Despite a 40-point first quarter, the Thunder was unable to separate enough from Toronto before its vaunted second unit checked into the game. The Raptors reserves countered a Thunder run late in the first quarter with a 23-4 burst to begin the second quarter. The Thunder’s own bench group struggled to get good offense and couldn’t stop Toronto from getting downhill, playing behind the ball on drives and arriving late on rotations.

When Donovan re-inserted the starting group midway through the second quarter, everything stabilized back into equilibrium. A 13-3 run generated largely at the free throw line helped the Thunder get back in front heading into halftime.

In the third and fourth quarters, this game was played entirely within a 10-point window, not including the final 11 seconds when a slew of technical fouls buffered the final margin. It was really an evenly played game for most of the second half, as the Raptors starters performed better than they had in the first half, and the Thunder’s reserves bounced back and held their ground against Toronto’s bench.

Donovan opted to go with Alex Abrines with that reserve group and the Spaniard rewarded him with a pair of three-pointers that helped the Thunder keep the scoreboard moving, and eliminate another Raptors bench run. Holding down the fort allowed the starters to re-enter with the game even. For a veteran group of Westbrook, George, Anthony, Adams and Corey Brewer the final minutes aren’t foreign territory, and everyone made a play when needed. Above all, that was the crucial element tonight: the poise and composure the Thunder exuded throughout the game.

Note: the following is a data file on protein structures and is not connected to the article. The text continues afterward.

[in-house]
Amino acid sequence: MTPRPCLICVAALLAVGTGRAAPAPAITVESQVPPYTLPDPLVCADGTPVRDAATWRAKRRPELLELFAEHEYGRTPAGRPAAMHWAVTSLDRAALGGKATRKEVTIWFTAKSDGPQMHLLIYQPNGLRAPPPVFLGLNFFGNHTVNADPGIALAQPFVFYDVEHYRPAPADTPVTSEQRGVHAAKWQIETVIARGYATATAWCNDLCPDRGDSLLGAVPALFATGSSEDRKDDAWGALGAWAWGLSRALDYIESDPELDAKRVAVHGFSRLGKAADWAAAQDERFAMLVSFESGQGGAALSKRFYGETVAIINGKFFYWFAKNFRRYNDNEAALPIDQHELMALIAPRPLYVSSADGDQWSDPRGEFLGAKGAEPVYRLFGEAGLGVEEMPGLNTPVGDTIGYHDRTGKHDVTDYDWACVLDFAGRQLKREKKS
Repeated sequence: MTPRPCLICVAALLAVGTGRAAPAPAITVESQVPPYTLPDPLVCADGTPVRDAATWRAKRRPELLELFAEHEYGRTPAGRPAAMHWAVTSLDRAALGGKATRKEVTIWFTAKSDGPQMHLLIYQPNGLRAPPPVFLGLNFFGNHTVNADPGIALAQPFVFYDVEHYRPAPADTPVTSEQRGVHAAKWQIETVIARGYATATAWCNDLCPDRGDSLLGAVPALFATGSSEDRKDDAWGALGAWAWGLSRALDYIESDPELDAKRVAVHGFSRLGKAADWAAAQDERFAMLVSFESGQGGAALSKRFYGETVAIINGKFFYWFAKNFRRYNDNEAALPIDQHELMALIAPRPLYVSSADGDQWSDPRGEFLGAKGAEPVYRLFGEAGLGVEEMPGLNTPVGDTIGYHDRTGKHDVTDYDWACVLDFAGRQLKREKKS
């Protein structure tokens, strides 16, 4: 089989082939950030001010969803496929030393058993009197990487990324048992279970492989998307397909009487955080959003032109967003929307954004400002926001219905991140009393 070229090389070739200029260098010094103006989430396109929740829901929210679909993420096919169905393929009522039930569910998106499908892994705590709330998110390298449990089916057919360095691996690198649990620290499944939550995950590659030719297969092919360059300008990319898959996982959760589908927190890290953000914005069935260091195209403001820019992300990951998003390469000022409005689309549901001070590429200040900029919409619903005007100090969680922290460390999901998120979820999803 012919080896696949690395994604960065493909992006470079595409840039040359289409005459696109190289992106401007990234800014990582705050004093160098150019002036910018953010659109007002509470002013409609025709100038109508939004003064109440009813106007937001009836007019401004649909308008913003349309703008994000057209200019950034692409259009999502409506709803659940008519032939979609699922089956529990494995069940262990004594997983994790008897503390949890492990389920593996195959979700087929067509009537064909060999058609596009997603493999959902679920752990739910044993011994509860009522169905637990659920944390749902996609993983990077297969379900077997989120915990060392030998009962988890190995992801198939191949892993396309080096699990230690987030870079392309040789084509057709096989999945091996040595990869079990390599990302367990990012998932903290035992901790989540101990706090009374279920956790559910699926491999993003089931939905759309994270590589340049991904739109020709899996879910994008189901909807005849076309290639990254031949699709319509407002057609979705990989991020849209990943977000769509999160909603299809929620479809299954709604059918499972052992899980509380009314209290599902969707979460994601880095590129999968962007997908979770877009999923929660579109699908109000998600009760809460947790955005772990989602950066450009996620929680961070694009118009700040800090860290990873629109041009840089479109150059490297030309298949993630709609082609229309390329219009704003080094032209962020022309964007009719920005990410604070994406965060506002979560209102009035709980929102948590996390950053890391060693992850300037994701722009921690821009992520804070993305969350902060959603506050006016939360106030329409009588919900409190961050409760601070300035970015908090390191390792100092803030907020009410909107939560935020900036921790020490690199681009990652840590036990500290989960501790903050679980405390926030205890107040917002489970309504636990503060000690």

“This was definitely a playoff atmosphere type of game,” Anthony said. “It’s something that we needed to be a part of coming down the stretch.”

“We just stayed connected regardless of how the game was flowing,” George said. “We just stayed in the moment.”

Westbrook’s scoring barrage was augmented by a late Anthony steal, a crucial defensive rebound by Adams and then perhaps the defensive play of the game, when George made up for a turnover on offense by harassing DeMar DeRozan as he dribbled up the court. Brewer saw it and scrambled to trap, made a steal and pitched the ball to George, who was fouled at the rim.

“You just try to make it difficult on him, speed him up,” George explained. “Corey did a great job of seeing that. He made a play on the ball and we were able to get a turnover.”

Those two free throws gave the Thunder a two-point lead at 125-123, and set up Westbrook’s back-to-back baskets that sealed the victory.

Highlights: Thunder at Raptors

By the Numbers

5 – Consecutive triple-doubles for Russell Westbrook, making it number 23 on the season and 102 in his career

19 – Place for Carmelo Anthony on the all-time scoring list, as he passed Reggie Miller with a 15-point performance

109 - Points for the Thunder starters on the afternoon, on a combined 41-for-67 (61.2 percent) shooting

The Last Word

“You gotta be able to keep your composure through it all. That’s what the game was all about. We have a lot of veteran guys on this team that’s able to do that.” – point guard Russell Westbrook